5 Replies Latest reply on Jan 24, 2018 1:38 PM by Kommando5

    Save pic with Photoshop 5.5megas, with paint 2.2megas, why?

    Kommando5

      Hello. I'm far from an expert like some users here are so my question is probably dumb to you.

       

      I save a picture in Photoshop and it's size ends up being 5.5 megas. I take the same picture, then I open it in Windows Paint program and I do nothing to the picture except save it (ctrl+s). I close it and the end result is 2.2 mega picture in storage size. The picture looks exactly the same, zoomed in to it's resolution which happens to be 5184x3456.

       

      I have this problem very often and I often have to save pictures with Paint at the end after doing the major editing with Photoshop. Does it have something to do with wrong color profiles or saving  the picture in too high quality? 

       

      The default save setting of Windows Paint seems to be good setting for me and I'd like to copy this setting some how and use it or something similar in Photoshop so I don't ever have to open Paint. How do I do this?

        • 1. Re: Save pic with Photoshop 5.5megas, with paint 2.2megas, why?
          JJMack Most Valuable Participant

          Kommando5  wrote

           

          Hello. I'm far from an expert like some users here are so my question is probably dumb to you.

           

          I save a picture in Photoshop and it's size ends up being 5.5 megas. I take the same picture, then I open it in Windows Paint program and I do nothing to the picture except save it (ctrl+s). I close it and the end result is 2.2 mega picture in storage size. The picture looks exactly the same, zoomed in to it's resolution which happens to be 5184x3456.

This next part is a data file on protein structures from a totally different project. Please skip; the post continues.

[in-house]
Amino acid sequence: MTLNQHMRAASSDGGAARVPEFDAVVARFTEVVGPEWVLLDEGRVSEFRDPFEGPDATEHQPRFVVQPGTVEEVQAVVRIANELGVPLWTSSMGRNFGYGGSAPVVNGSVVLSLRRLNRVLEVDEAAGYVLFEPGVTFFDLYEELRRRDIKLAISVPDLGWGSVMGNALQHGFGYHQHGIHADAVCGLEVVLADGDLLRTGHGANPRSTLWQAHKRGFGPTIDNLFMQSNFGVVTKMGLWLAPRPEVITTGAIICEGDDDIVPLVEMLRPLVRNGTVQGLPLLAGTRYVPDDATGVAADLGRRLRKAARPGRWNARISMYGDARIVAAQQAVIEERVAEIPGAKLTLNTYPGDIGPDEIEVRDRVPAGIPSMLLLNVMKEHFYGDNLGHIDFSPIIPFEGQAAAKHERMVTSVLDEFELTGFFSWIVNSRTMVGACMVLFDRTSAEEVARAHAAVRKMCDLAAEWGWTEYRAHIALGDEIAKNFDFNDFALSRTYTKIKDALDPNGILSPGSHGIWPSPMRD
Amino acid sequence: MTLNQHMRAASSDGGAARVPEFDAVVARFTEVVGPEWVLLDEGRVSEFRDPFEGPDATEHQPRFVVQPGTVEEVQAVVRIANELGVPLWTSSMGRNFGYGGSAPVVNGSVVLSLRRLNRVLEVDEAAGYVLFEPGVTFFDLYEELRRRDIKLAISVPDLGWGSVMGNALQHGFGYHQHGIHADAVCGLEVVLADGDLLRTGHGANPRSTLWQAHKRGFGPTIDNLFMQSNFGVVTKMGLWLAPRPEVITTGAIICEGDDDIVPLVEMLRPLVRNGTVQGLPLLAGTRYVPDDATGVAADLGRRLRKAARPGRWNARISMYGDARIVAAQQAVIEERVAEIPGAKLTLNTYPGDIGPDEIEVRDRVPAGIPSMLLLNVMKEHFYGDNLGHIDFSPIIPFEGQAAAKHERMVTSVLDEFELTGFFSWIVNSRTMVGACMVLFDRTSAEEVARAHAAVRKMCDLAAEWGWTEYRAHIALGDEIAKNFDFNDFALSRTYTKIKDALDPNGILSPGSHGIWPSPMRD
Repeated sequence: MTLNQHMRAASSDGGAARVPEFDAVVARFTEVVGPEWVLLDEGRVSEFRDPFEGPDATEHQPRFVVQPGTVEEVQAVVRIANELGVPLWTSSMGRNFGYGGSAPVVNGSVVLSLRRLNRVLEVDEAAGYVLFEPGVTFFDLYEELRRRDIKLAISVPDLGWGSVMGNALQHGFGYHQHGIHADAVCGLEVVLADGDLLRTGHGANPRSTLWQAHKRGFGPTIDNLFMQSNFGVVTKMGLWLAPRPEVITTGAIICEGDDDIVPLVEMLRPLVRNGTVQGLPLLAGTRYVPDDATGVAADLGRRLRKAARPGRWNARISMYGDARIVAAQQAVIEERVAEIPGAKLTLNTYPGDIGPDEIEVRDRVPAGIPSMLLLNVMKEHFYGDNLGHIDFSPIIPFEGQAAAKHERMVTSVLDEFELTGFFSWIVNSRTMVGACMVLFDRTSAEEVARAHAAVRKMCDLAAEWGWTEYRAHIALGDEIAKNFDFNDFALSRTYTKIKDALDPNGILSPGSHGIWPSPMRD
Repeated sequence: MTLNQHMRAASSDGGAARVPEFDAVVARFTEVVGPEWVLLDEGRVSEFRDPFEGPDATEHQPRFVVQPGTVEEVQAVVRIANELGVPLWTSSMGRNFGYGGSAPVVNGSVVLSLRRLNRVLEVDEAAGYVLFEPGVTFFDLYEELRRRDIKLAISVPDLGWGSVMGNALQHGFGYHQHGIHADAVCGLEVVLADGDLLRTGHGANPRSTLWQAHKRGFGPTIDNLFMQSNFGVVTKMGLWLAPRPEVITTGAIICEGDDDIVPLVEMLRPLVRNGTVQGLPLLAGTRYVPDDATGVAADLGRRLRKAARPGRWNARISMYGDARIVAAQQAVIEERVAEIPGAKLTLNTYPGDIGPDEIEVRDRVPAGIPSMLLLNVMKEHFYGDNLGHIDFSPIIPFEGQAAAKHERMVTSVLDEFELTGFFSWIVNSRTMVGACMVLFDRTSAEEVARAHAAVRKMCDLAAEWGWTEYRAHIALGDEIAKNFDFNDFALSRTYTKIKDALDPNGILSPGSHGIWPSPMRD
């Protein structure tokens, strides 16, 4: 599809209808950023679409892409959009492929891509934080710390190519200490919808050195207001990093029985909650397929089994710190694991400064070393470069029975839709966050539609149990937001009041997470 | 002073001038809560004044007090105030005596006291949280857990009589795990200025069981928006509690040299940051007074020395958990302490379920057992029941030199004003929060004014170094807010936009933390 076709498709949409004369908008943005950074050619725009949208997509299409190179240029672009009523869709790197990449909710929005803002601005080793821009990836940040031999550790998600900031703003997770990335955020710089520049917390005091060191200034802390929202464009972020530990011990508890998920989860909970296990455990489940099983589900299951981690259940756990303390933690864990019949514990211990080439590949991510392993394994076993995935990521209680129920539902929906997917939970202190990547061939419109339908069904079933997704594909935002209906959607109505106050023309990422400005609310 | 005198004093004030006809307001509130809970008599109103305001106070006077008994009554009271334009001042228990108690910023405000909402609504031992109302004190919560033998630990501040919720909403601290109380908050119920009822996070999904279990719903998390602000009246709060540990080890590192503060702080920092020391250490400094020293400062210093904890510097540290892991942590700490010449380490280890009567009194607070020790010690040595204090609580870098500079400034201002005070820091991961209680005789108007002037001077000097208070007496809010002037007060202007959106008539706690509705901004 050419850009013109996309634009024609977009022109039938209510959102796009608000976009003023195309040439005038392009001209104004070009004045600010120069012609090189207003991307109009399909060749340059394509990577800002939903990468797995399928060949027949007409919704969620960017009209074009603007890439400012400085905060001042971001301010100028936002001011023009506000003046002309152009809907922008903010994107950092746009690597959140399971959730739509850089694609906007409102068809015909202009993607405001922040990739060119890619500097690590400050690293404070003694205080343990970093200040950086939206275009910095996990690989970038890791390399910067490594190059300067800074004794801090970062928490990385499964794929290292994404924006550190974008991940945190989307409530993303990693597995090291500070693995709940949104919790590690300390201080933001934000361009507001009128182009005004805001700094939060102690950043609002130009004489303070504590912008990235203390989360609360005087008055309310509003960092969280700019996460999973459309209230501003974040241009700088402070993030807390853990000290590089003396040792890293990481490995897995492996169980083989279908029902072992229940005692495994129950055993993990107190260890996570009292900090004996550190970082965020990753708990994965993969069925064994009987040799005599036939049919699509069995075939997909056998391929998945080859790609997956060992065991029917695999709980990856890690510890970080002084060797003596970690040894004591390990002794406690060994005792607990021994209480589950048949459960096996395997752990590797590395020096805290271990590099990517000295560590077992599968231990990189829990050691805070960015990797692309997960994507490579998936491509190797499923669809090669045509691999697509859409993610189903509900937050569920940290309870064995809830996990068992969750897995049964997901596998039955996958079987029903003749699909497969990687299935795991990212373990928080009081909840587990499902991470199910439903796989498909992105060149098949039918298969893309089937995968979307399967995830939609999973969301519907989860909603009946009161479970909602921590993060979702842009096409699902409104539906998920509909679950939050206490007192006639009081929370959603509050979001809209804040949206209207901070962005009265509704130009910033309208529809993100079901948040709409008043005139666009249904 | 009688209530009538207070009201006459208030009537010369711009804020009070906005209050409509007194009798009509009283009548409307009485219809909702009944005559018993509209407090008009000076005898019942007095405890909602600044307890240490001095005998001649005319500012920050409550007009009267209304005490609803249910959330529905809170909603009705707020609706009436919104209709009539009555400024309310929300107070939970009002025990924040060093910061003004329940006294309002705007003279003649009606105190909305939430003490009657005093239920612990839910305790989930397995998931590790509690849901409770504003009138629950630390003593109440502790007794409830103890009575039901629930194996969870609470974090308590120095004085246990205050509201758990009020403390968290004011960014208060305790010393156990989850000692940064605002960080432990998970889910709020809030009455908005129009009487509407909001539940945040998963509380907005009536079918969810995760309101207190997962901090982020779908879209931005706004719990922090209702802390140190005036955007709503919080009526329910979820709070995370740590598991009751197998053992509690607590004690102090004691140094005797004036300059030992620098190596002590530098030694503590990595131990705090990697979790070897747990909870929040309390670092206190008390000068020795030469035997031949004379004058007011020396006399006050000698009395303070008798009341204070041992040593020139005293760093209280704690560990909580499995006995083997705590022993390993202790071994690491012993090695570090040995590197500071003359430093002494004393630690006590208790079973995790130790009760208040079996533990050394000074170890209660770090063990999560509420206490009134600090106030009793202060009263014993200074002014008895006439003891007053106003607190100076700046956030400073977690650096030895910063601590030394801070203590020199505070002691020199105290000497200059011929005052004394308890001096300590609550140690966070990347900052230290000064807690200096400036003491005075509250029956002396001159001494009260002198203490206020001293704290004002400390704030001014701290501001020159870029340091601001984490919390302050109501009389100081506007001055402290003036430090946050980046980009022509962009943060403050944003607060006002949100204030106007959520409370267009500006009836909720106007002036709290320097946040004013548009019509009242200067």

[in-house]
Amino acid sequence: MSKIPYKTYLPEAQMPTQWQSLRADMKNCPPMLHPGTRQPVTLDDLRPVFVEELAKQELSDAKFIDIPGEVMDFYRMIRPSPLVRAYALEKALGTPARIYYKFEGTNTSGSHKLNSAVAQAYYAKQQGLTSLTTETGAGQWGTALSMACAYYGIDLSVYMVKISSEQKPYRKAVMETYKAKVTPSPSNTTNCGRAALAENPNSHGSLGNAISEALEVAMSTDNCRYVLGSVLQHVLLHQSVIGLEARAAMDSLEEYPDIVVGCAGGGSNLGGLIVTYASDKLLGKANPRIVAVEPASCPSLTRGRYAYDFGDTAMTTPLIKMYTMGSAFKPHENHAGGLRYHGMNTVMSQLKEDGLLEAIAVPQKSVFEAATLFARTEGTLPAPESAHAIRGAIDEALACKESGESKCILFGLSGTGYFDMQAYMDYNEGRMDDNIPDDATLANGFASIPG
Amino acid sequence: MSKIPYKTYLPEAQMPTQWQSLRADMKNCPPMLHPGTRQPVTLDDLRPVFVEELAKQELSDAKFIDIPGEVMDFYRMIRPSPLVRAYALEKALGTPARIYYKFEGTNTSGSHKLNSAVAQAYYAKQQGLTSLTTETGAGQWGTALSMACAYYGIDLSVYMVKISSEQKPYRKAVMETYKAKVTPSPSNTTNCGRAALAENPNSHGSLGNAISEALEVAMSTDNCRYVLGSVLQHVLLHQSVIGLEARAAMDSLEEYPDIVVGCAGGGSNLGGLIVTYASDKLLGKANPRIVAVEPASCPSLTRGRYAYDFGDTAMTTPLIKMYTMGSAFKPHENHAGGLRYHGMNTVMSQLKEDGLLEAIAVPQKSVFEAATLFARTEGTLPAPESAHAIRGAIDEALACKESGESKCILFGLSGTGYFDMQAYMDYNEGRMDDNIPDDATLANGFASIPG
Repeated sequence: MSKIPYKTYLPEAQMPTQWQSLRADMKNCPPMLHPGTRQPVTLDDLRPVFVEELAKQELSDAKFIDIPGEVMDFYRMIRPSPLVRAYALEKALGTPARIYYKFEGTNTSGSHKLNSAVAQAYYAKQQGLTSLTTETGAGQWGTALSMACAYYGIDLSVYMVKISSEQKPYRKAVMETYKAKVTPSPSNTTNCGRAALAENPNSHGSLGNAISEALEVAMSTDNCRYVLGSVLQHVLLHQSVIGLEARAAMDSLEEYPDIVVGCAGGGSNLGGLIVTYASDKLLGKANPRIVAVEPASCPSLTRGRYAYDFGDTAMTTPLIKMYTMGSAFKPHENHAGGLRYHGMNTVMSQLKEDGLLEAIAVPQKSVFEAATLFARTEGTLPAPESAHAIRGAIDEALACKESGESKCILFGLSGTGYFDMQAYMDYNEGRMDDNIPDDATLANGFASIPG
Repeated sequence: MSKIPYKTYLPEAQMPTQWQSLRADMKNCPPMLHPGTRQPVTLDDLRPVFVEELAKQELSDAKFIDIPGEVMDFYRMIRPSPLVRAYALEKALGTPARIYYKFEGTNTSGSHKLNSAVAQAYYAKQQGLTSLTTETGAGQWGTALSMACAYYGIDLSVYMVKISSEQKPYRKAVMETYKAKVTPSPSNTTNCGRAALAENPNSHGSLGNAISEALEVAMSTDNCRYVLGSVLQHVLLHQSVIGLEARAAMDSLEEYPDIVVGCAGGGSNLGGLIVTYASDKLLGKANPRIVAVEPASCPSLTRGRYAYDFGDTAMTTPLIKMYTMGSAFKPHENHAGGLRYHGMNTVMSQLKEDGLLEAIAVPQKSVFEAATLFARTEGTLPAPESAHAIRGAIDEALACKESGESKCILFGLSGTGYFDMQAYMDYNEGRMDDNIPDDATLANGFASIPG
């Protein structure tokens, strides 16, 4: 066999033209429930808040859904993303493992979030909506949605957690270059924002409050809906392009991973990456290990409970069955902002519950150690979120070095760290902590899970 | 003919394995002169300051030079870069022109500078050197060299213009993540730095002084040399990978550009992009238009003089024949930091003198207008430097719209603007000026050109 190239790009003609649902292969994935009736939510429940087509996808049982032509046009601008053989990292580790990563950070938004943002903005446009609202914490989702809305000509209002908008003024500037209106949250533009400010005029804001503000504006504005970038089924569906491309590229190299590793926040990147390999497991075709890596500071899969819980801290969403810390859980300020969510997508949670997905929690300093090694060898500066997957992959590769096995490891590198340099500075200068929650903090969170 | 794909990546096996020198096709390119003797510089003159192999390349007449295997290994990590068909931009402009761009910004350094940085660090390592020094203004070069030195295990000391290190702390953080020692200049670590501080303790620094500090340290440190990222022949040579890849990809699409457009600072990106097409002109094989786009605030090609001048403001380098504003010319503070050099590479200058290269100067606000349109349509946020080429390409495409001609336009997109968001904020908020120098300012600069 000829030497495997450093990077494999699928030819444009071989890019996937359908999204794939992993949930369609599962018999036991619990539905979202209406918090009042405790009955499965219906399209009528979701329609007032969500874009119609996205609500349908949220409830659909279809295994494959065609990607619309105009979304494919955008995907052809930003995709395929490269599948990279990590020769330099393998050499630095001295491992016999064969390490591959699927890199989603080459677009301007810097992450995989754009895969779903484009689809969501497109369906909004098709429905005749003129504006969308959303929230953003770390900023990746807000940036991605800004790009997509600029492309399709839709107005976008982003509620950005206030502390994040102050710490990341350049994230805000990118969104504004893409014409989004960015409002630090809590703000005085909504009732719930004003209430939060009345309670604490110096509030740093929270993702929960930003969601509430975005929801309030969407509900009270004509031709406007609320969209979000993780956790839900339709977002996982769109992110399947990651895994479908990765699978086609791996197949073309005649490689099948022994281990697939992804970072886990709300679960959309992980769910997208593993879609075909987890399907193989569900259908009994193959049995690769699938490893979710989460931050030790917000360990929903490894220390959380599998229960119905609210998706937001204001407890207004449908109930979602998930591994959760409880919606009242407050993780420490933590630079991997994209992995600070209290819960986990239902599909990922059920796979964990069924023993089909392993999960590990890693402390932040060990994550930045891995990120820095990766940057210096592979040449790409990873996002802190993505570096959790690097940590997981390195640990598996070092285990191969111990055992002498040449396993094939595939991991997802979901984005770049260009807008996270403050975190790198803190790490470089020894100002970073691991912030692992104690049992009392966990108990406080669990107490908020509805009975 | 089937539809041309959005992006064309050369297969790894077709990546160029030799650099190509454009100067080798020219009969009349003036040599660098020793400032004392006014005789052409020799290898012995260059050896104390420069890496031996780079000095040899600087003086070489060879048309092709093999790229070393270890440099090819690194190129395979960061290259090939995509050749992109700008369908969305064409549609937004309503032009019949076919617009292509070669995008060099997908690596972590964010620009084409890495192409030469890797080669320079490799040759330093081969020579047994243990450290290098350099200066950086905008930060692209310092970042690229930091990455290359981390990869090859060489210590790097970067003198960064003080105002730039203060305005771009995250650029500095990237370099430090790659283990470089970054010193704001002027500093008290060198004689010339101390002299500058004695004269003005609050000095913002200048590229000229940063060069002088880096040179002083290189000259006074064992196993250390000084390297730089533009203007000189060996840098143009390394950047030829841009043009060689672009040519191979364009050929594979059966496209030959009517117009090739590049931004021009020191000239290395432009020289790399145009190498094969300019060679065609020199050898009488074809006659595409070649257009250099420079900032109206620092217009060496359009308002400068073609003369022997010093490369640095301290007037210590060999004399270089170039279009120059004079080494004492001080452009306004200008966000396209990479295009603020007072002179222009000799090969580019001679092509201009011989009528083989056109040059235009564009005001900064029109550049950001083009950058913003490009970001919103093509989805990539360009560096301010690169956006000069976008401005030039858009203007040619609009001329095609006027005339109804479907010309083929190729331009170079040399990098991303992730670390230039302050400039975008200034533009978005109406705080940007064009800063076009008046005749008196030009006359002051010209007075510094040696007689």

I have this problem very often and I often have to save pictures with Paint at the end after doing the major editing with Photoshop. Does it have something to do with wrong color profiles or saving  the picture in too high quality? 

           

          The default save setting of Windows Paint seems to be good setting for me and I'd like to copy this setting some how and use it or something similar in Photoshop so I don't ever have to open Paint. How do I do this?

          The image may or may not be exactly the same. To your eyes they may look the same.  You flailed to mention what file format the image files are and what compression is being used in each file.   If they are jpeg images they may look the same but they will not actually be the same.  The will have different image quality  for the jpeg file size to be that much smaller a different quality setting must have be use  saving the files.   The lower image quality setting will save smaller files.  Decoded both files the RGB Image will be the same size 5184x3456 However the pixels will not be the same but your eyes may not see the difference even when viewed at zoom 100% actual pixels.   How are you viewing both image to compare them? Side by side actual pixels?

          1 person found this helpful
          • 2. Re: Save pic with Photoshop 5.5megas, with paint 2.2megas, why?
            Kommando5 Level 1